1. Some structure
Aim to have a plan for the day (or days, if you have multiple family get-togethers like many people do!) - so people know expectations and timeframes (including the appropriate time to go home!) Lock in the traditions and priorities, tell people what help you’ll need and when, and have some back-up activities in store for bored kids… or bored adults!
It's absolutely fine to have some boundaries. Be honest with yourself and your whānau – if you need a quiet house for your kids’ afternoon naps, so be it. Or if you need everyone gone by 8pm so you can have some time to unwind with your partner, totally fine. If your kids are keen to spend the morning just the few of you, opening presents and having breakfast together – tell Grandma that you’ll be over at lunchtime. Or if travelling for two hours on Christmas day is going to result in a grumpy toddler, think about saving your whānau visit for a few days after Christmas. We’re all for continuing family traditions, but not if they leave us and our tamariki feeling exhausted and stretched.
3. A generous serving of acceptance
There’s a heap of stuff we can’t change in life, especially when it comes to other people! Adopt a posture of ‘water off a duck’s back’ for the things that you know you might find irritating. Encourage your kids to laugh and make an in-joke (that you can giggle about later, not in front of the joke’s subject!) about things that bother them too. We can still love our family members and be polite and honouring, even if we feel a bit bothered by their comments or actions. If you need to step away for a moment, give yourself permission to do so. Take the recycling out to the bins that are conveniently located quite far from the house in a quiet corner of the garden and use the moment to draw in a deep breath, pause and reflect. Kids might also need help to prepare for this form of gracious acceptance.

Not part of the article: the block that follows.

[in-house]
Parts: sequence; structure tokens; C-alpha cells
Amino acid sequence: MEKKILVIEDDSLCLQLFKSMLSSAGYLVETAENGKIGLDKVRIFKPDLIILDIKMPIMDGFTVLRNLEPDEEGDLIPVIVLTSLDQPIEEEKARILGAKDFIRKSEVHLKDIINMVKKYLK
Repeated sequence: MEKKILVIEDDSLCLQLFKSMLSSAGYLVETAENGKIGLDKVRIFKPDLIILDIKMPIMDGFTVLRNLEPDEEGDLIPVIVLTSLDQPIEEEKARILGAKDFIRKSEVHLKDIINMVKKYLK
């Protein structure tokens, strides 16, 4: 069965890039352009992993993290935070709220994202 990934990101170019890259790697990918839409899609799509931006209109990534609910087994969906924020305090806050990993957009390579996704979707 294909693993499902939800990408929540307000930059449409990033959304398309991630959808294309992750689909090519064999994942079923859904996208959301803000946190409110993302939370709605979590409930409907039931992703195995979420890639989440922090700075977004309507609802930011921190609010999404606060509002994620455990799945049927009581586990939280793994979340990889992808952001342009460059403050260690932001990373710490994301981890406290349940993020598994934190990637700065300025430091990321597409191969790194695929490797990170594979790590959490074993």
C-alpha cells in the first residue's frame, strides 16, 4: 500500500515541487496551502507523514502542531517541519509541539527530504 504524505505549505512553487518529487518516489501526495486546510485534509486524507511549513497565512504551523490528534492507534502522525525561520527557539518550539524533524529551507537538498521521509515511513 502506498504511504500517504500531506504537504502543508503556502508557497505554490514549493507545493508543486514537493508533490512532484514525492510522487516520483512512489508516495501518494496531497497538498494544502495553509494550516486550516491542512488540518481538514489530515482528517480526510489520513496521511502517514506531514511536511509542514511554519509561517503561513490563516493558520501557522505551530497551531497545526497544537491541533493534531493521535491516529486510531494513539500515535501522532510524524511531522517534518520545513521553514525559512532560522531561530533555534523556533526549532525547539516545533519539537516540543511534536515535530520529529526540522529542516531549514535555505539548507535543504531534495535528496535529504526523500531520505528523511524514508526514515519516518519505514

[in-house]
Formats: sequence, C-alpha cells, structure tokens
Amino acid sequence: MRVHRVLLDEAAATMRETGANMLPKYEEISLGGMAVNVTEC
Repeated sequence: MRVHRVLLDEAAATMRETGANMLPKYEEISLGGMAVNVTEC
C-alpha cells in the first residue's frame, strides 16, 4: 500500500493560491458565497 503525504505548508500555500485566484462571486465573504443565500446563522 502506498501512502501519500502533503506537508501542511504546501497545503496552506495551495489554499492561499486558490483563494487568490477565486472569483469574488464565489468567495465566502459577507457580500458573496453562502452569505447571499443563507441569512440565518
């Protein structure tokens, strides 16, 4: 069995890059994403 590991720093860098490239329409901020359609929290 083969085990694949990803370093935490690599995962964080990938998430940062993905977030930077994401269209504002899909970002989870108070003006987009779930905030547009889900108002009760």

4. Assuming the best
It can really help to remind ourselves that most people are just trying to do their best. Their intentions likely came from a place of care, even if their actions or words were a bit clumsy. Yep, sometimes you don’t agree with the opinions of family members, but maybe in them sharing their mind with you, they’re just trying to connect. Smile and nod. Have a neutral response up your sleeve – “That’s an interesting thought”.